Technical Report: December 5, Inscriptions Launch on TON

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On December 5, after the launch of the TON-20 promo, the load on the blockchain increased rapidly, and the blockchain split into 11 shardchains.

The TON blockchain has a specific maximum amount of time to create new blocks. There are also other limits on block creation - maximum number of gas, maximum number of transactions, etc. The limit system is necessary.

In times of normal transaction volume, blocks include the number of transactions processed within the specified limits. When the load increases, the TON blockchain splits into shardchains, and the split must occur in one block. At this point, not only the state but also the message queue splits. It is essential to maintain the sequence of messages in the queue.

Around 18:00 UTC on December 5, two shardchains attempted to split under load, but the validators of these shardchains were not performing at a level required to bypass the message queue in the given time. This resulted in endless attempts to split, with the message queue only growing due to new messages.

Shardchain validators in TON periodically rotate, but the load and message queue increased so much that validators on productive hardware could not keep up with the limit. Due to the resulting large queue, a similar problem occurred further when trying to merge some shardchains, and deleting already processed messages from the message queue became slow.


From the evening of December 5 through December 8, there were periods when the transaction processing speed in some shardchains dropped to 1 TPS and periods when some shardchains did not make blocks at all.


First, the team took actions to stabilize the situation and reduce the number of new messages. We asked the TON-20 project to suspend the promotional campaign and the services to suspend the ability to send messages if possible.

While there were still alternative ways to send new messages to the blockchain, this had some effect.

TON Core Development Team released a preliminary update with the limit changes and some optimizations.

The queue growth slowed down significantly.

Identified Issues

1. Validators hardware issues

The global solution is to improve the penalty system for poorly performing validators, motivating all validators to work on productive hardware. We have planned this, but it will take time. At the time of the incident, we just asked in the public channel validators with CPUs less than 15 to exit, which resulted in about 98 validators out of 342 voluntarily exiting validation.

Even though this situation should not happen, if it did, we need a mechanism to prevent the queue from growing, preventing the situation from worsening. We have made such a mechanism in the validator code update.

The repair time depends on the size of the message queue. Having made several updates to the validator code, we finally managed to achieve independence of block production from the queue size.

Having promptly prepared an update of the validator code, we faced another problem: Validators in the network were not ready to promptly update their validators; most validators are anonymous, and we needed to establish a communication channel with most of them. We made a public request for validators to get in contact.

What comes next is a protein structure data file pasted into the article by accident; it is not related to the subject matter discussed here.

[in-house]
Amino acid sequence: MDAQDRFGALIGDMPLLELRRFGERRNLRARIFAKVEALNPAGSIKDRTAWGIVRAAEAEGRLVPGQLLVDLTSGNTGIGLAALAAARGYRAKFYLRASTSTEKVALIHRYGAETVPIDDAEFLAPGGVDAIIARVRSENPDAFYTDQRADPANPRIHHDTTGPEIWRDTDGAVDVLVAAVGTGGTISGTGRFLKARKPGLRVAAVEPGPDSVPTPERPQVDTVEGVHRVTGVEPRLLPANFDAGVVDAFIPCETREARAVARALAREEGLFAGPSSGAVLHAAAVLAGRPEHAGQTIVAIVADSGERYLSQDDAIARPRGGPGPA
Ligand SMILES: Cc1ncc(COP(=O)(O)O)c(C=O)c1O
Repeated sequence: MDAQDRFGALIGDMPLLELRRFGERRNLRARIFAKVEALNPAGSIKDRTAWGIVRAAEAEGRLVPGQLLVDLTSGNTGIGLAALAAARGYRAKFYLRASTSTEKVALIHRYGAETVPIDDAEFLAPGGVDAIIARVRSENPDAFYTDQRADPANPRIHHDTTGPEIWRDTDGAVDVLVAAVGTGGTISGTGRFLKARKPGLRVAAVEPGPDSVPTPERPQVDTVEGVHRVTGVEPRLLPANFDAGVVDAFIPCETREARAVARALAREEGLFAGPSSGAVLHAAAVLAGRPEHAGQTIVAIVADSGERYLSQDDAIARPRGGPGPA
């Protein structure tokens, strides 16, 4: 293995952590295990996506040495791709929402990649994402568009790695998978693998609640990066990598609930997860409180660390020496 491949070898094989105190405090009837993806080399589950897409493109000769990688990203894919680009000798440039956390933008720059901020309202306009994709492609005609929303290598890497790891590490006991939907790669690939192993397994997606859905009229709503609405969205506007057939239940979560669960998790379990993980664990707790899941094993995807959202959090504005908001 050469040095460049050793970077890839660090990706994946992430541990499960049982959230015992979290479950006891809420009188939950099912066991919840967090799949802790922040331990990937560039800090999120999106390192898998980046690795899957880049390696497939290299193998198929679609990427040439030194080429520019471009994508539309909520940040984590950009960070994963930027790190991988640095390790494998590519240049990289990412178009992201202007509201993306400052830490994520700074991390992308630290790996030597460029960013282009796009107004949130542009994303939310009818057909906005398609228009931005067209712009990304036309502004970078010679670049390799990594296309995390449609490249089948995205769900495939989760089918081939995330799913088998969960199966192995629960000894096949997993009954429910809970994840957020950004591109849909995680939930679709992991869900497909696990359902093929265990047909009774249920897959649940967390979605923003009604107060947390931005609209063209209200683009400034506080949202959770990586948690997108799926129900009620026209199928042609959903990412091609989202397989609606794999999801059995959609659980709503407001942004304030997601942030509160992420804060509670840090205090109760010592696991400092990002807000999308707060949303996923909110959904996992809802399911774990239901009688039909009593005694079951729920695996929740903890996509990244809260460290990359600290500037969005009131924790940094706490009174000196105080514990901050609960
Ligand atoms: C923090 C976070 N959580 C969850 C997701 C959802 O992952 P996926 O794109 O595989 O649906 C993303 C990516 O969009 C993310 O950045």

After most validators had updated, the message queue was processed in full. Queue processing could be monitored in real-time on a public dashboard.

After that, the TON-20 project completed its mint, and new TON-20 projects began to launch. From December 9 to the current time, December 21, the network has processed over 75 million transactions.

2. APIs, infrastructure, and 3rd party services

Although many third-party API services experienced problems during the load, their work was restored within a few hours, indicating the absence of conceptual issues.

Some services and exchanges were not designed to work when the blockchain contained multiple shardchains. We provided the necessary consulting assistance to modernize their systems.

It also turns out that many popular products use public liteservers to access the blockchain, although public liteservers are made for a quick start and cannot guarantee high uptime. We've published the guidelines along with new hardware recommendations. We believe that the heavy activity on the TON blockchain will continue and increase, so this is the moment for the developer community to adapt their products to the heavy load.


This rapid and sudden increase in activity has uncovered places that need improvement in blockchain, infrastructure, and services. The changes described above have already been made, allowing all transactions sent by users to be processed, and there have been 75M such transactions in the last 11 days.

However, improvements will continue - better penalties system for poor validators, validator hardware upgrades, improved external message delivery, and more. We found no omissions in the blockchain architecture. The TON architecture can process millions of transactions per second.

We thank the community for your patience and understanding. Despite the obstacles, we are moving towards mass adoption of decentralized technologies and cryptocurrencies.